2001/08/01

Happy Birthday to Melissa!

I'm looking for, and not finding, a console-based outliner that runs on OS X. If you know of one, please let me know. Thanks!

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Maybe I'm touched in the head for making a big point of this -- but I have to take exception to the Talking Moose's calling us programmers software artists.

Don't call me an artist.

Software is art-like -- it's creative work, difficult, requiring concentration, perspiration, and inspiration. The result can provoke aesthetic admiration. Software can be beautiful.

But it's not art. Despite my politically correct education, I maintain the Western notion that art is literature, painting, sculpture, music, and architecture. (Film and photography may qualify, but the final decision hasn't been made.)

To call software "art" is to continue the inflation of everything.

What I mean is, pretty soon everything is art. Pretty soon the bagger at the grocery store wins a prize and a government grant and a show at that art gallery on the corner.

It's like, when I was a kid, in order to win a trophy your baseball team had to be the best. Nowadays kids get trophys just for showing up.

There's grade inflation too. I remember when I was at college, the most common grade was an A. More As were given than any other grade. How could this be?

I don't need the flattery. I don't need to think of myself as a software artist in order to make software. If you're a programmer, and you do need that flattery, maybe it's time to consider another career.

There's nothing wrong with distinctions and standards.

If you say to me -- Hey Brent, I really like what you do, it's cool and good -- then I'll say -- Thanks!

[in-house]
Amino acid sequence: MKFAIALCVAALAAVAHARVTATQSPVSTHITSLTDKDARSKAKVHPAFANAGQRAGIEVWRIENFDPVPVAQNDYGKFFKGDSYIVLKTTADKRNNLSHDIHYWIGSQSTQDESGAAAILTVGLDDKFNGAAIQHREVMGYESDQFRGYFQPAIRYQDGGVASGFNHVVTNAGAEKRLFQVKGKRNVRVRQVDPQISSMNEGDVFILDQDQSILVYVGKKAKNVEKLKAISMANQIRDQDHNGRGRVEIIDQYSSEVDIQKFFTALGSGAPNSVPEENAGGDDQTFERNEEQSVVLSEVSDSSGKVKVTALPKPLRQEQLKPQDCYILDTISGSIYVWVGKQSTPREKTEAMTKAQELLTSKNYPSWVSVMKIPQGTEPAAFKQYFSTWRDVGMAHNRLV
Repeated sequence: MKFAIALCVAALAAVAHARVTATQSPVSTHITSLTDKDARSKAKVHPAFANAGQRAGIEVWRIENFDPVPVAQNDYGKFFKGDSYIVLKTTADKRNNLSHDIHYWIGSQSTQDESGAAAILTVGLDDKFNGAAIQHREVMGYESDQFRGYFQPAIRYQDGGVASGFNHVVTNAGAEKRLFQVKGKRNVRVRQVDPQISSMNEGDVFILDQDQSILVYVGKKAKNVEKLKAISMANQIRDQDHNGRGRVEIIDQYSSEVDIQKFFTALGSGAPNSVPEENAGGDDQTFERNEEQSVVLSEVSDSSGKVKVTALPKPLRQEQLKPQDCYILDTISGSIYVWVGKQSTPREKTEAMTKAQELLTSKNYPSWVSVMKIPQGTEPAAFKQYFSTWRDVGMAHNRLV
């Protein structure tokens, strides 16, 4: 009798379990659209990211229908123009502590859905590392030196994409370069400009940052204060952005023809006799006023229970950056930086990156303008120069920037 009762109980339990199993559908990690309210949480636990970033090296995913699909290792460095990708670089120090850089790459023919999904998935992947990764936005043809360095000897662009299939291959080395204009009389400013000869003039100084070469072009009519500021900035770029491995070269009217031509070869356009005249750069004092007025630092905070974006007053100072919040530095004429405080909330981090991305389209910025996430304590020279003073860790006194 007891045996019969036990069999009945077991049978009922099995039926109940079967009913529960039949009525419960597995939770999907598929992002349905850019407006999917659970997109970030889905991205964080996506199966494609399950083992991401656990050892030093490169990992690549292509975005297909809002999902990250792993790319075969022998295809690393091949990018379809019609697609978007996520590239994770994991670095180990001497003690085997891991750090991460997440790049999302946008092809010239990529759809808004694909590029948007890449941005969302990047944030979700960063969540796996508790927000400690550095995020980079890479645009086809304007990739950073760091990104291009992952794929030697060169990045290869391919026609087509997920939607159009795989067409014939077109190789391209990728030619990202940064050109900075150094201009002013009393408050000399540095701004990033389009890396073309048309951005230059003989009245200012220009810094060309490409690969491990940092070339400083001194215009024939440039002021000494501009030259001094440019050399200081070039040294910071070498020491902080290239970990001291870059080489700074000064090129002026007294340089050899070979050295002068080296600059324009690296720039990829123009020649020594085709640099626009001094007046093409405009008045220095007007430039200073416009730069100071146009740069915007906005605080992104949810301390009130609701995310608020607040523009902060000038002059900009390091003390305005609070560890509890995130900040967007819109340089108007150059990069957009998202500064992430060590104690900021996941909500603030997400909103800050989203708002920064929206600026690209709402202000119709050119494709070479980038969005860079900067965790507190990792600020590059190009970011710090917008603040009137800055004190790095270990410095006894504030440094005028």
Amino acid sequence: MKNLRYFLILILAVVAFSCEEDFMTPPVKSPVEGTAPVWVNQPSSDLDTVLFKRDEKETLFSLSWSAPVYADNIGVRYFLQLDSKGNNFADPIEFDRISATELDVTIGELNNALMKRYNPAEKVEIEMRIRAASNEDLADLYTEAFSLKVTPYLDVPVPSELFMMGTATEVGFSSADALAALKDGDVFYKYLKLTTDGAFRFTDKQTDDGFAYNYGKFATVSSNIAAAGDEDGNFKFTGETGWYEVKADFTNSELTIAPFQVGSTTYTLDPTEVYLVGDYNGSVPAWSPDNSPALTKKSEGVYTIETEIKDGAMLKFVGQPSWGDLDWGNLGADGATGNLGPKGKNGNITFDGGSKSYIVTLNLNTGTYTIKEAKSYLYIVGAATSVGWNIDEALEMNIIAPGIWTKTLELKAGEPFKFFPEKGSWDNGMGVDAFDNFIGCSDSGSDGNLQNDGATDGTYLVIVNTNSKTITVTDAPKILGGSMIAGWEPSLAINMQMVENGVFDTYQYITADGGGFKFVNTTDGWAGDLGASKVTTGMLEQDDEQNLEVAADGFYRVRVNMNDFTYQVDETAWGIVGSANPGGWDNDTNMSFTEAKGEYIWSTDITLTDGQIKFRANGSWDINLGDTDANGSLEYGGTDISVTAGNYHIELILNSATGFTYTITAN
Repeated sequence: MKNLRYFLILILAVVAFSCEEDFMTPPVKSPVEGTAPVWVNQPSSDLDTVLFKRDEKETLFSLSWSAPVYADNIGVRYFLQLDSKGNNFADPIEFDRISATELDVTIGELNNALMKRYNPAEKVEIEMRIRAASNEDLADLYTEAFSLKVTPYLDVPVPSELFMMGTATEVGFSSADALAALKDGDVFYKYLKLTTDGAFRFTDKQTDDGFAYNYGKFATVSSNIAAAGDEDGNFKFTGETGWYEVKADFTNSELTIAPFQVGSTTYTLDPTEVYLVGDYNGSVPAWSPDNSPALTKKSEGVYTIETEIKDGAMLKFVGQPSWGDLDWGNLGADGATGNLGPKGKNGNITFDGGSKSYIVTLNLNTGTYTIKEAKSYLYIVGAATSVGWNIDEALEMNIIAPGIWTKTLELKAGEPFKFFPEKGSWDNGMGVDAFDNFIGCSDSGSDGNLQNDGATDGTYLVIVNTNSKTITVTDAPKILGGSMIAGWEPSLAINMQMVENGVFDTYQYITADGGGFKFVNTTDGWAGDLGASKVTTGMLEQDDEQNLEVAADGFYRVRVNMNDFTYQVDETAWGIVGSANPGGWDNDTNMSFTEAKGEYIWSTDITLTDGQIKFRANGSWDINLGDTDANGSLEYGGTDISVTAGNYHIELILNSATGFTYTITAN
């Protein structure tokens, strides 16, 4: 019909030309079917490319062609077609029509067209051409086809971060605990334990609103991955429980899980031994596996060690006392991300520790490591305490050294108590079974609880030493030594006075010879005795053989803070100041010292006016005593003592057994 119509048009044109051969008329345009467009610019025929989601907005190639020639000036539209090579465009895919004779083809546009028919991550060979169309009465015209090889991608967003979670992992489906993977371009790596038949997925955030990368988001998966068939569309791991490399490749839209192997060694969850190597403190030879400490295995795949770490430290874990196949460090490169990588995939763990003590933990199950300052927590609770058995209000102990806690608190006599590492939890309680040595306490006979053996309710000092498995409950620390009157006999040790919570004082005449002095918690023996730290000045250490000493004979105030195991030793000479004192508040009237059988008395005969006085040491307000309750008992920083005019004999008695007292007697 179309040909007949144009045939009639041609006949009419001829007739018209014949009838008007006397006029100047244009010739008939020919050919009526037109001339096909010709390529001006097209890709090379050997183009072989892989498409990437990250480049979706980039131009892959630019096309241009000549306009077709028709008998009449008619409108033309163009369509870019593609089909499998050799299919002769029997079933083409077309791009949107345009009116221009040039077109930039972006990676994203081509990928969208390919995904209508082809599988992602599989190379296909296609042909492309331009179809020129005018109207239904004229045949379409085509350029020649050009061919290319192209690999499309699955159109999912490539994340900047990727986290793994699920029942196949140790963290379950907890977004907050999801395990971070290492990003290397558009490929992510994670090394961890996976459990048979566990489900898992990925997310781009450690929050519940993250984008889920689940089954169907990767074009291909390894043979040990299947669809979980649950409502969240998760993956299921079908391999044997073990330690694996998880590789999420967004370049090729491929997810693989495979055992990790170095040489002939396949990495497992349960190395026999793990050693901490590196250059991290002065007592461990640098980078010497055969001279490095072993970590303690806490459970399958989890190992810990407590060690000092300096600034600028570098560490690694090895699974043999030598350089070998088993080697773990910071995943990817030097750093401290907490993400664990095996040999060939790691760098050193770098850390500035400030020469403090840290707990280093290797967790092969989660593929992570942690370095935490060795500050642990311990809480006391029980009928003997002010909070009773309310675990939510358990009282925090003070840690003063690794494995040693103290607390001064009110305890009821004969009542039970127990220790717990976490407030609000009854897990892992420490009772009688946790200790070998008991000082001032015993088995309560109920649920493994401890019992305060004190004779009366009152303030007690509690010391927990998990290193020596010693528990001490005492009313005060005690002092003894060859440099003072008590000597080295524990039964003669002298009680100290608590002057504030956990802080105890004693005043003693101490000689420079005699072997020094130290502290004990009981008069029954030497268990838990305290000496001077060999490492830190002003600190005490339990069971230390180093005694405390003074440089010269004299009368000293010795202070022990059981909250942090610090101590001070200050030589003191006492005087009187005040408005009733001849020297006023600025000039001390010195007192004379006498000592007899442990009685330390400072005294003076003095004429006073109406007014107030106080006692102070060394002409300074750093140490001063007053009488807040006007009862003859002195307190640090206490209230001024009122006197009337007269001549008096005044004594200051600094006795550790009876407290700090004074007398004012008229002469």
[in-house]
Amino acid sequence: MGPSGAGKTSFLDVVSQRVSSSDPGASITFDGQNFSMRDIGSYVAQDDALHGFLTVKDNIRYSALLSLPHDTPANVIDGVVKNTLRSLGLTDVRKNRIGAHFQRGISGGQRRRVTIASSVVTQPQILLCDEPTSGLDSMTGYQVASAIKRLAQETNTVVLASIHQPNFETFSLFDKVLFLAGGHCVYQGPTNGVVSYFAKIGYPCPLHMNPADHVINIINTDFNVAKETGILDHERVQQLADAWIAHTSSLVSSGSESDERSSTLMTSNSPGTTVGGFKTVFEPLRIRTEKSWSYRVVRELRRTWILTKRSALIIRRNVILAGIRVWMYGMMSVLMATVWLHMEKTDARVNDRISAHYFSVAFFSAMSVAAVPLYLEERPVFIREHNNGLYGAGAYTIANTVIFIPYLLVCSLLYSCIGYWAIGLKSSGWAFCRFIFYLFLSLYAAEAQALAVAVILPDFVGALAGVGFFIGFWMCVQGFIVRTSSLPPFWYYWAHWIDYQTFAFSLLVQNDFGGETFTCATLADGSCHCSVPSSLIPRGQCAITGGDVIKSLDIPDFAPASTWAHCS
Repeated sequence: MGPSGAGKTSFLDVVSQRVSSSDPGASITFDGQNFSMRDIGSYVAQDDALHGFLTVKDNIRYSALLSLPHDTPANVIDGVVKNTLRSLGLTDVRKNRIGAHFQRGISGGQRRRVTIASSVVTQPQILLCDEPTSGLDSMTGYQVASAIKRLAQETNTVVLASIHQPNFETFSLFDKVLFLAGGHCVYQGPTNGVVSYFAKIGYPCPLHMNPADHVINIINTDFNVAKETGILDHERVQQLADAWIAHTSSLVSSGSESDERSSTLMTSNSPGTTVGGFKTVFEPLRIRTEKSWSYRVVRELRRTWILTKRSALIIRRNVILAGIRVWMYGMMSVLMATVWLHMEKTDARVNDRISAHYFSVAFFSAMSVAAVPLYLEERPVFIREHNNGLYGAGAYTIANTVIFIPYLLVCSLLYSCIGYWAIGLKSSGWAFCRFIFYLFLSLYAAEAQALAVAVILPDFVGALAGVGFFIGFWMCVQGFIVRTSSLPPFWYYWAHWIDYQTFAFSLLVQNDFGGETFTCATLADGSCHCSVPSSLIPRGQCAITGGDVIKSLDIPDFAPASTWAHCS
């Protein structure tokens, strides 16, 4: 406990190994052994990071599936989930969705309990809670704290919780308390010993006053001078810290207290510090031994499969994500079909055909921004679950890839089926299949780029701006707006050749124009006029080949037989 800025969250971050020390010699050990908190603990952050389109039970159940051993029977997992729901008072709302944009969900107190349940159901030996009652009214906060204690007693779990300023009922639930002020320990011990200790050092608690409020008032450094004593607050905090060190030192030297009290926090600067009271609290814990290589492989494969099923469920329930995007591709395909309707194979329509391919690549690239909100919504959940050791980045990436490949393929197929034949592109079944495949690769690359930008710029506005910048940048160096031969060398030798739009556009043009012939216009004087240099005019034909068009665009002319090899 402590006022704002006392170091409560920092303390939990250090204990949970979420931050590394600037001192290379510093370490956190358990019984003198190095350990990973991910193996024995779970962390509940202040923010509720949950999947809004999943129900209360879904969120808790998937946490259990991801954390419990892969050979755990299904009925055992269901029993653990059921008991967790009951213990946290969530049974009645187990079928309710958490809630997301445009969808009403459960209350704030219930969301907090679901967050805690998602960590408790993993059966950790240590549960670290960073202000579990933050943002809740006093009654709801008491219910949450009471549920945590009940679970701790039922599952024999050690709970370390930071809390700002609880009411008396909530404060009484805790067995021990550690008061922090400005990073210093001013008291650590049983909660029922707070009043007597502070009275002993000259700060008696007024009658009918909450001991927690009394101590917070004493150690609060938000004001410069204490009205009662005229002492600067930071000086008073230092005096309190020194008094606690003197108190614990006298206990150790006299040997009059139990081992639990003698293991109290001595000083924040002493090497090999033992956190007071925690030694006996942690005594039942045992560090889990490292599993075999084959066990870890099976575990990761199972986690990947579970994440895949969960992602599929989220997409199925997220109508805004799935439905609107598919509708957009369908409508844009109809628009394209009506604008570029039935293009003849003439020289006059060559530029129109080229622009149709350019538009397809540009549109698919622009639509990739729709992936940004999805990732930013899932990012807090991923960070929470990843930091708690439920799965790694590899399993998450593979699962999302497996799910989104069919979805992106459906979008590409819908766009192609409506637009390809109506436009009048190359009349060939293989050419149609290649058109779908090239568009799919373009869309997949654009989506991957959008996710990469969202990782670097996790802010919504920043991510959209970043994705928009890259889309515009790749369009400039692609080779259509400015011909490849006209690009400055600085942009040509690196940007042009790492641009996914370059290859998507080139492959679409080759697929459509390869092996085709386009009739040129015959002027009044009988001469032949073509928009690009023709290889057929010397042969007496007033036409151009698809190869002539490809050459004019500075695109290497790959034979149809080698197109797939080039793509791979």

But if you call me an artist I'll say -- feh.

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On the other hand, I agree with much of the rest of the Moose's story. Just not that particular choice of words.

When everything is art, there's no such thing as art anymore.

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While I'm expressing unpopular opinions (which is fun for me), here's another one:

That Beatles song "All You Need is Love" causes my stomach acids to over-produce. I get gassy and bloated and have to go lie down.

You know the song, you can hear it in your head. Blaaaaah, blaaaah, love. Love, blaaaah, blaaaah. (It sounds like. To me.)

That dippy, droopy sound, the laughing horns -- the first time I heard it I thought it was a parody.

What nauseates me is the idea that love is some simple answer to all our ills. Why? Not because I don't believe in love or love's power -- but because I think love is much more powerful than all that.

Love is not some formula, it's not how to save the world in one easy step. Love is the rose with thorns, the tiger with claws and teeth, the beautiful bird of prey. It's more powerful, anarchic, out-of-control than any simple answer.

I remember reading Milan Kundera writing about the Prague Spring. The Russian soldiers entered Czechoslovakia to put down the revolution. When asked why, they said "because we love our Czech comrades."

Key point: they were not lying.

How many wife-beaters love their wives? The vast majority, I'd be willing to bet, no matter what scums they are.

Remember Othello, who "loved not wisely but too well."

I'm with Kurt Vonnegut when he says all we need is courtesy. There's a simple answer for you, but one that people don't want to hear. It's not very lyrical.

I would have called it "common courtesy" but we all know it's not common.

01 Aug 2001

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